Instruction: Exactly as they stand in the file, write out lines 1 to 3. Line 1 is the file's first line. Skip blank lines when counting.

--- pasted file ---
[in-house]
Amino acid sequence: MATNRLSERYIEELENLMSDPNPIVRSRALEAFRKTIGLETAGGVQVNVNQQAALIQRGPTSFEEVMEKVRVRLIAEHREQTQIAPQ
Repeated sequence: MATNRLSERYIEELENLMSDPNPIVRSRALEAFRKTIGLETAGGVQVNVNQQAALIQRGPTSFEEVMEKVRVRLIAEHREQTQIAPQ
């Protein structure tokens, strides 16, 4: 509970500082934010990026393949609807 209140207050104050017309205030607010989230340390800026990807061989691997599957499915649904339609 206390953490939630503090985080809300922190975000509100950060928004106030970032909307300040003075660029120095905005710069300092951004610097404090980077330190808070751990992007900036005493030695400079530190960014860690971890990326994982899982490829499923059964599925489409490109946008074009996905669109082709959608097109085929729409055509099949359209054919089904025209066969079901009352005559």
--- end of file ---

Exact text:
[in-house]
Amino acid sequence: MATNRLSERYIEELENLMSDPNPIVRSRALEAFRKTIGLETAGGVQVNVNQQAALIQRGPTSFEEVMEKVRVRLIAEHREQTQIAPQ
Repeated sequence: MATNRLSERYIEELENLMSDPNPIVRSRALEAFRKTIGLETAGGVQVNVNQQAALIQRGPTSFEEVMEKVRVRLIAEHREQTQIAPQ